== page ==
Then we did amagues on the floor, without pivoting on the floor, to see how far our feet could get. We switched feet to work our other side. We were to grow our amagues bigger, letting our feet go, to get a thwack on the opposite side of our hips in a boleo.

Next exercise:

Self gancho

We began with knee ganchos (boy ganchos), and then made them bigger to get them higher to the opposite outside hip. Do not sickle the feet, and try to point the foot.

Next exercise:

In partnership, the Leader’s left foot sacada during the Leader’s right turn, sacadaing the Follower’s trailing foot of her right foot side step, after her forward step. Leader does right foot boleo to the left side of his left hip.

In the clockwise turn/hiro/molinete, the Leader’s right foot sacada on the Follower’s trailing foot of her forward step, into a stop with his left foot of her right foot side step, to do a Leader’s right foot boleo.

The Follower is the foundation. She has to place her back cross step carefully, because if she does it wrong, she will pull him, or push him back if she falls forward. Her steps need to be nice and controlled and even.

Instead of the boleo, the Leader can do a baby amague.

After the Leader’s boleo, he can do a right foot back cross tuck against his left foot, like his cross behind and walk forward exercise.

In close embrace, the Leader can just come in on her side step (basically just do the second sacada and skip the first one).

Chapter 2

Functional use of Alterations to do the Man Gancho (not the Boy Gancho). Pay attention to how slow the process of snaking up the leg is. It’s a slow, snaky wrap.

The Boy Gancho is from the knee down, and is dangerous. The Man Gancho uses the whole leg.

We worked to refine the leg swing of our Gancho Technique.
We were to avoid the knee gancho, where the leg bends at the knee and the thigh is not involved in the gancho at all.
We step 1.5 meters away from the wall.
Arms were held out such that we imagined we were holding a large bowl of sleeping fish.
Swing one leg with lazy bent knee on the way up, and swing it back.
Keep our upper body quiet so that sleeping fish were not disturbed.
Connect the four corners of our standing foot to the floor.
Use the floor to power the working leg.

In partnership, with both dancers side to side next to each other, Follower was to keep consistency of swing in her leg while the Leader goes behind or in front with his Captain Morgan leg. The Follower does not change the angle of the swing of her leg, and she should not look for the gancho.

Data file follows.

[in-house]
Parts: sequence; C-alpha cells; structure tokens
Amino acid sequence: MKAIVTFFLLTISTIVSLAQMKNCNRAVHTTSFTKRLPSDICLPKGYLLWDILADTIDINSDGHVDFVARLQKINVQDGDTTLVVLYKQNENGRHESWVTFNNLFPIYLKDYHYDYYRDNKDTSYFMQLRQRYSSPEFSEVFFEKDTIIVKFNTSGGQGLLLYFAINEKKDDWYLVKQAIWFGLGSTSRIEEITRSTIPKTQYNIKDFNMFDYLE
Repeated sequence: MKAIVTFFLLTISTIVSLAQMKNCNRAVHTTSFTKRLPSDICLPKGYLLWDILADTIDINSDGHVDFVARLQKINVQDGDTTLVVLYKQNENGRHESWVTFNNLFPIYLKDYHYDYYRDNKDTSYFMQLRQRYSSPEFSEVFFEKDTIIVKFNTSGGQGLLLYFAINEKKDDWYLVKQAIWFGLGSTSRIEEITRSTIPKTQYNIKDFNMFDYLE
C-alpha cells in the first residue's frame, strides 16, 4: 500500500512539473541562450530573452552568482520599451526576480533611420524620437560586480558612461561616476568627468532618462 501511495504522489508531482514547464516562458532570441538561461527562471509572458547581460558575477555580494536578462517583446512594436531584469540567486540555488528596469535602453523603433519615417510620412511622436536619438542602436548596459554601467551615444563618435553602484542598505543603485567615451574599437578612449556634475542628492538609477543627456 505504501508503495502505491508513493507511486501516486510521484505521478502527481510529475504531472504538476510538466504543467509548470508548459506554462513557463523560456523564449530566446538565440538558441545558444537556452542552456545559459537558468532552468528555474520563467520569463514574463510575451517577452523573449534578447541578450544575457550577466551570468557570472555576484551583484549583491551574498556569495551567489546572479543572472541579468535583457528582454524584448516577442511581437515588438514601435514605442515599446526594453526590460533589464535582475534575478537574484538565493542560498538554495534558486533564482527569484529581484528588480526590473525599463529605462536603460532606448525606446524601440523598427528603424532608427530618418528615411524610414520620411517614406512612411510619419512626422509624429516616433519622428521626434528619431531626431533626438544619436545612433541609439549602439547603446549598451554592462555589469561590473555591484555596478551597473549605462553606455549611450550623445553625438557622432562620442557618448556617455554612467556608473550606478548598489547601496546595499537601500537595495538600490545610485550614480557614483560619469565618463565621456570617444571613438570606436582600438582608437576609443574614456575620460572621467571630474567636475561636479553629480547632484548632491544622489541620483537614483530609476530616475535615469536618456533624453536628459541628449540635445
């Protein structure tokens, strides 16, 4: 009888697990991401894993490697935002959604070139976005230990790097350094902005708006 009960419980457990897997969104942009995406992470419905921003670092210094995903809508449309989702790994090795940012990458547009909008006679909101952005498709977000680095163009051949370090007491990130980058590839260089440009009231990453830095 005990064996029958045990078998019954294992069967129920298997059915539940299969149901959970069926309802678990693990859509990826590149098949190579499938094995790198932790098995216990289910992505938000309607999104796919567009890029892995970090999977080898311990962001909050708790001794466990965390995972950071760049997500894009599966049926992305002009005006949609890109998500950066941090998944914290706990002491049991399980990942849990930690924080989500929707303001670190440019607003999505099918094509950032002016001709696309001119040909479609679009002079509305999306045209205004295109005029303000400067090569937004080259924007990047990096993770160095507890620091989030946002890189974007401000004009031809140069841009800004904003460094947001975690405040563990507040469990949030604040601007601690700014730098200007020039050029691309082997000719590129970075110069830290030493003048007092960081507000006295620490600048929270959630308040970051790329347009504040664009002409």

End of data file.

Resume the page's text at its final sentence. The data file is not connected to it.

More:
The Leader’s job is to be in the right place at the right time with his Captain Morgan leg. With different height dancers, the Leader’s leg can go up or go down. He would use his opposite elevator leg to go down when dancing with a very short Follower.

For the Follower, on her leg swing, she should go with a pointed toe, and come out trying to create a little bit of turnout. Level 2 of this exercise is for the Follower to close her eyes. Level 3 is for both the Follower and Leader to close their eyes. The Follower needs to have strong legs (don’ be wimpy). The Followers should be tigers, squeezing the Leader’s leg with her swing leg, really letting it go to wrap around the Leader’s thigh. The Follower’s leg is like a whip, if she can wrap around the leg/joint it makes things all the sweeter. The Follower needs to really let the whole leg go.

The thighs have eyes – they can feel what they need to do, where they need to go.

Back to the pattern, there were 2 versions:

A version 
Follower’s right foot forward step
Leader’s right leg wrap

B version 
Follower’s left foot back step
Leader’s right foot back gancho of Follower’s right forward leg
Leader takes a step left foot diagonally back to cross the Follower’s pivot point.

Then we backed up to work on just a small amague.
Leader’s footwork:
Right foot side step back
Turn to the left
Pivot a lot
Left foot diagonally back into the Follower’s space
Lead the Follower to do a hiro counterclockwise.
Leader’s baby amague on the floor with his right foot.